• Whisk
  • Dehydrator (optional)
  • Saucepan (optional)


  • 1 stick Butter salted
  • 2 packages Graham Crackers
  • 1/4 cup Brown Sugar (optional)
  • 3-4 Overripe Nectarines, Peaches, Apples, or similar fruit
  • 4 Eggs
  • 1 1/2 cup White, granulated Sugar 1/2 cup for custard, 1 cup for optional caramel sauce
  • 2 cups Milk
  • ` 1/2 cup Heavy Cream 1/2 cup for custard, up to a cup for optional caramel sauce
  • 1 tsp Salt
  • Cinnamon, Nutmeg, or other spices, extracts (optional)
  • 1/4 cup Water (for optional caramel sauce)



  • Preheat your oven to 325 degrees.
  • Melt the butter by microwaving for 30 seconds,
  • Grind your graham crackers to crumbs in a food processor,
  • Add brown sugar to your graham cracker crumbs, and pour the mixture into a 10 inch ceramic baking dish.
  • Then, drizzle the butter over top to combine and press the crust dough into an even layer on the bottom of the dish using your hands or a spatula. Save any extra crumbs to use on the sides or the top (optional).
  • Bake the crust for around 5 minutes, long enough to set, but not long enough to brown at all.
  • Set the crust out and allow to cool while you prep the fruit.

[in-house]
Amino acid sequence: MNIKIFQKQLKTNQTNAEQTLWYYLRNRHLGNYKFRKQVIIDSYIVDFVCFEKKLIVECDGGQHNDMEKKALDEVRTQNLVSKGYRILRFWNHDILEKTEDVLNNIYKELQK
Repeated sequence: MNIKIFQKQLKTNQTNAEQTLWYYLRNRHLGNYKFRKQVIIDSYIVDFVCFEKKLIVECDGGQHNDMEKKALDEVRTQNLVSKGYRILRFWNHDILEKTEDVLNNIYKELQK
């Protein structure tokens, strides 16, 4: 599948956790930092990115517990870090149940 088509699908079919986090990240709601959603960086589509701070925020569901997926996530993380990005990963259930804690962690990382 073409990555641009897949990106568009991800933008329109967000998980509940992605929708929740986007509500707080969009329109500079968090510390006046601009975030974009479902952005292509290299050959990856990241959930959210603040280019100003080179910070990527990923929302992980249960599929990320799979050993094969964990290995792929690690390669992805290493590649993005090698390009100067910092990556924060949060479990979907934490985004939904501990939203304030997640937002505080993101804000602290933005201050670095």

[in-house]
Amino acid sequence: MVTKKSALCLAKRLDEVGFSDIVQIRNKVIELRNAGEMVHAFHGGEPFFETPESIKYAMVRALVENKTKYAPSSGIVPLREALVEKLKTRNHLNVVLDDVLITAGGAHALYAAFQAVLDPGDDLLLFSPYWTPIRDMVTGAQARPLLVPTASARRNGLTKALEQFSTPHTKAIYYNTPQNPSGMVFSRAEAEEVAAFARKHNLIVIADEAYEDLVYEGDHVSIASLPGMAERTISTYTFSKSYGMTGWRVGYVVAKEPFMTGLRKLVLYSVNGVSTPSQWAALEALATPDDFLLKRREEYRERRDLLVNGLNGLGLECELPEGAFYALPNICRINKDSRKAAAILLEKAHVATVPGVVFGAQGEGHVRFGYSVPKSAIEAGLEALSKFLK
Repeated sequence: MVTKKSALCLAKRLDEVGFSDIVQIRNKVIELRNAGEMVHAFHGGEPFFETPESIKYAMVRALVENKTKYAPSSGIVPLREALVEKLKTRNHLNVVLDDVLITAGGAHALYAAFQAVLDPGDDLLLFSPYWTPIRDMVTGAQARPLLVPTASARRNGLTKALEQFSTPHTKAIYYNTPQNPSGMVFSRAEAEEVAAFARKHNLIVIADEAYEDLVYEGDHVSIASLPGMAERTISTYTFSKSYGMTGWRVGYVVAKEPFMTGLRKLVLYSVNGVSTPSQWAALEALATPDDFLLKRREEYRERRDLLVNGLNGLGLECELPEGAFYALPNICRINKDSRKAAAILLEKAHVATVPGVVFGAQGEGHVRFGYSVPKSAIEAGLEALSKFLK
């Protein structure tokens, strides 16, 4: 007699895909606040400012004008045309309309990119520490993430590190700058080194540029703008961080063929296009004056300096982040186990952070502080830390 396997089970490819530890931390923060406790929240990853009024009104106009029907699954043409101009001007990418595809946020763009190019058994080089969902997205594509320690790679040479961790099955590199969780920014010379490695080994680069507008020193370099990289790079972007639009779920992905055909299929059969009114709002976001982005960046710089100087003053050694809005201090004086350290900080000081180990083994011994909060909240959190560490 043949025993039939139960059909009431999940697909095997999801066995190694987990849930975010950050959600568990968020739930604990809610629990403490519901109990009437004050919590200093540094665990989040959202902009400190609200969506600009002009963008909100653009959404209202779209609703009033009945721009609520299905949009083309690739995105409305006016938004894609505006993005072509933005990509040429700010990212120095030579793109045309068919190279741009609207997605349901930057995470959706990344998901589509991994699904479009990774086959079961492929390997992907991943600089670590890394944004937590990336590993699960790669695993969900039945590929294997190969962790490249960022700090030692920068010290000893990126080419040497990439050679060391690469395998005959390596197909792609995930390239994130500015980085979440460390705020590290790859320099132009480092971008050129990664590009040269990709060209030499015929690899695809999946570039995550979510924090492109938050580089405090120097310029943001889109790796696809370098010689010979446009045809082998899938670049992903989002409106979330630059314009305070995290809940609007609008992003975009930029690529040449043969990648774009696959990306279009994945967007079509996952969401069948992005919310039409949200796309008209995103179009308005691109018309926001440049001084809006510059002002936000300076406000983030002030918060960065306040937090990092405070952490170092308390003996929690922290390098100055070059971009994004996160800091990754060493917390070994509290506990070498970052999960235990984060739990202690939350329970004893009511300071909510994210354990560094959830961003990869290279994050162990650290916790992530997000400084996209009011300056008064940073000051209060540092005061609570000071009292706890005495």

• Start by washing your fruits and cutting them into wedges.
  • Then, place the fruits on the crust. From here, you can choose to add crust to the sides of the pan or leave them bare.


  • Combine the eggs, white sugar, milk, heavy cream, and salt and whisk everything together. For a sweeter product, add more sugar. For an upgrade, add applicable spices.
  • Slowly and gently pour the custard over the fruit.
  • Bake for 1 hour or until the crust is dark brown and the custard has set. You should be able to stick in a knife and pull it out clean.

Stage 2- Caramel Sauce

  • Combine the water and a cup of sugar in a saucepan on medium, stirring constantly
  • Wait for the sugar to boil and begin to brown.
  • Then add a small amount of heavy cream to stop the browning.
  • Repeat the process until you are left with a smooth, browned sauce. Be careful not to overcook or the caramel will harden.
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Try out this fruit custard and let us know your results in the comments below. Stay Sour!